Directed by: Paul Verhoeven
Written by: Joe Eszterhas
Starring: Michael Douglas, Sharon Stone, George Dzundza, Jeanne Tripplehorn
Due to their striking nature that stuns the world, some scenes seem to encapsulate an entire film and define them in a way. One only has to see a still of Sharon Stone sitting in an interrogation room to know how much Basic Instinct has become such a well-known entity. After watching the film in its entirety, the famous actor lived up to every inch of hype, but the story around her began to crumble.
After rockstar, Johnny Boz (Bill Cable) gets murdered with an ice pick after having sex with someone, Detective Nick Curran (Michael Douglas) gets on the case to find the murderer. His clues lead him to question Catherine Tramell (Sharon Stone), who happens to detail the exact way Boz died in one of her novels and was also his sexual partner. Curran then gets involved in Tramell’s game as she seduces him and warps his thinking as he goes back and forth on whether she’s the murderer behind multiple homicides.
Everything great in Basic Instinct comes from Sharon Stone. The film that has immortalized her place in movie history and rightfully so. Even with my issues with the film, it cannot be denied that she owned every inch of the screen. The character of Catherine Tramell became an incredible study of how outward female sexuality makes men uncomfortable. That’s what occurs in her iconic leg-crossing scene, where she exposes herself to the detectives questioning her. She’s a type of character we have not seen before. Her actions feel aggressive when men feel much more comfortable with women being submissive. Tramell needs no one to save her, as she takes whatever she wants and refuses to apologize. It makes the character almost save the repetitive and lame plot that surrounds her.
The film opens with the death of Johnny Boz, which shows him having sex with Tramell. A scene that establishes her as the dominant person, but also makes it explicitly clear that she definitely murdered him. With that opening the rest of the film attempts to seduce the audience, much like Curran, to question the very foundation set up in the first scene. An idea with great intentions, but I ultimately felt incredibly underwhelmed by the execution and the end result. It comes from the weirdly transparent style of filmmaking that seems to repeat the same scenes multiple times as a tease of what has already transpired and what the future would hold. It thus creates a series of events that have no bearing or consequence to the story. After a while, I would just wait until yet another fake-out would occur put in place to make the audience fear for Curran when obviously nothing would happen. It only made the film feel longer than the actual runtime states.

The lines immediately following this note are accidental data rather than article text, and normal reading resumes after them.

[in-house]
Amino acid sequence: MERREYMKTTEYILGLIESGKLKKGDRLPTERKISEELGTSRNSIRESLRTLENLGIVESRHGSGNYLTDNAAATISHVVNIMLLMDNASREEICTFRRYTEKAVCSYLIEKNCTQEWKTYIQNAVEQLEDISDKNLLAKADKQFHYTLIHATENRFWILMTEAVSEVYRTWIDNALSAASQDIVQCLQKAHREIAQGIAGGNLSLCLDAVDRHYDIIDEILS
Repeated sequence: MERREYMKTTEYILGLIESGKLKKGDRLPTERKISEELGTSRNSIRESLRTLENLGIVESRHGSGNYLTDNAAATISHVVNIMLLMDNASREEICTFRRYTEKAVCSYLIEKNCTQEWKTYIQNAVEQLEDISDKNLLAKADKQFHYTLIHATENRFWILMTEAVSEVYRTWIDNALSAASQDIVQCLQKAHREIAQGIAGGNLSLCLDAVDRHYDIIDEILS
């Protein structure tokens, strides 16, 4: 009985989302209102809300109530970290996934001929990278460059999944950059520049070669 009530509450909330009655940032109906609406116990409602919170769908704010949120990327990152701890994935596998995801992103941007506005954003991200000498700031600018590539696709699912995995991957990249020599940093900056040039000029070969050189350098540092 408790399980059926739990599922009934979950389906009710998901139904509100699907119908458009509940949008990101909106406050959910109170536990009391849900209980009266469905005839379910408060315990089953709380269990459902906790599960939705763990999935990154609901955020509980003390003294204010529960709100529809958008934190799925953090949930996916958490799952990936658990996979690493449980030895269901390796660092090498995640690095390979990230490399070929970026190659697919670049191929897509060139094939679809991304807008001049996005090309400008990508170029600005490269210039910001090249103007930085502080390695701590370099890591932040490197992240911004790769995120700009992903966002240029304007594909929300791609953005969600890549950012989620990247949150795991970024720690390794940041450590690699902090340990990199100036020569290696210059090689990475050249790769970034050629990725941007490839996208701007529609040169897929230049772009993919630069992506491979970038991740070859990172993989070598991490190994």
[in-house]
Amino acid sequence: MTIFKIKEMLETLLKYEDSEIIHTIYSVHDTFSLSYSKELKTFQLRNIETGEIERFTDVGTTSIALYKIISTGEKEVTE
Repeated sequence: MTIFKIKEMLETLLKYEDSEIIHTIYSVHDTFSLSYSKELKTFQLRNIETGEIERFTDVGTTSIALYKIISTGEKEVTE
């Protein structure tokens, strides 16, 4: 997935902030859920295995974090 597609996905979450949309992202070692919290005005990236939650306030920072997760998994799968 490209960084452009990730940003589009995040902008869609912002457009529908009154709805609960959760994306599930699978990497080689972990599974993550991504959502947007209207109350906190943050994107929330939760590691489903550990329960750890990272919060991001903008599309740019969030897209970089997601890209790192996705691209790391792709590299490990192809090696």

With Tramell being the alluring figure of the tale, Detective Curran becomes the entry point for the audience into this story. He’s no angel himself, as he’s been involved in some gray area situations that have questioned his integrity. He became the perfect target for Tramell. He believes her to be the suspect because of her work as a novel. She has detailed the death of Boz in one of her books, and the next one happens to be about a detective who gets in trouble for falling for the wrong woman. A tactic meant to mess with Curran and it certainly works. Michael Douglas portrays this character well and the electricity between him and Sharon Stone is palpable in the way he falls into her game.
The best way to describe Basic Instinct would be the way it teases the audience. Tramell has everyone in the palm of her hands as she navigates this story. She never seems to lose control, as she teases the audience with the many instances where it appears that she will kill Curran or the other characters with her antics. The conclusion makes that tease feel like it was all for nothing, which may have been the point of the story the whole time. Sharon Stone certainly plays her part and makes Tramell an incredibly alluring and hellaciously dangerous person to be around. It’s a shame that the narrative around her did not live up to the performance she put on, but her excellence cannot be taken away. The film teased with greatness and came up short.